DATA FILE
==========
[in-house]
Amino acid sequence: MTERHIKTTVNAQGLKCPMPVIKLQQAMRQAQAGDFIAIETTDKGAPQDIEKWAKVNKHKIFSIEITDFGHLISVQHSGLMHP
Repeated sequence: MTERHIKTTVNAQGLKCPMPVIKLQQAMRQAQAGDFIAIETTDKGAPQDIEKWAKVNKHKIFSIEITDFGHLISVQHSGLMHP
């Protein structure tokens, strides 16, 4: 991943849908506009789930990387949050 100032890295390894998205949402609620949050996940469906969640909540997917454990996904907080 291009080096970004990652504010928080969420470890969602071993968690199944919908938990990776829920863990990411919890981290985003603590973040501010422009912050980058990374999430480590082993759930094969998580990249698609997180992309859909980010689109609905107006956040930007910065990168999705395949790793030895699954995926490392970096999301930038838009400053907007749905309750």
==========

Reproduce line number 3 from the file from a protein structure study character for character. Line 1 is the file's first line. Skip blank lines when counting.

Repeated sequence: MTERHIKTTVNAQGLKCPMPVIKLQQAMRQAQAGDFIAIETTDKGAPQDIEKWAKVNKHKIFSIEITDFGHLISVQHSGLMHP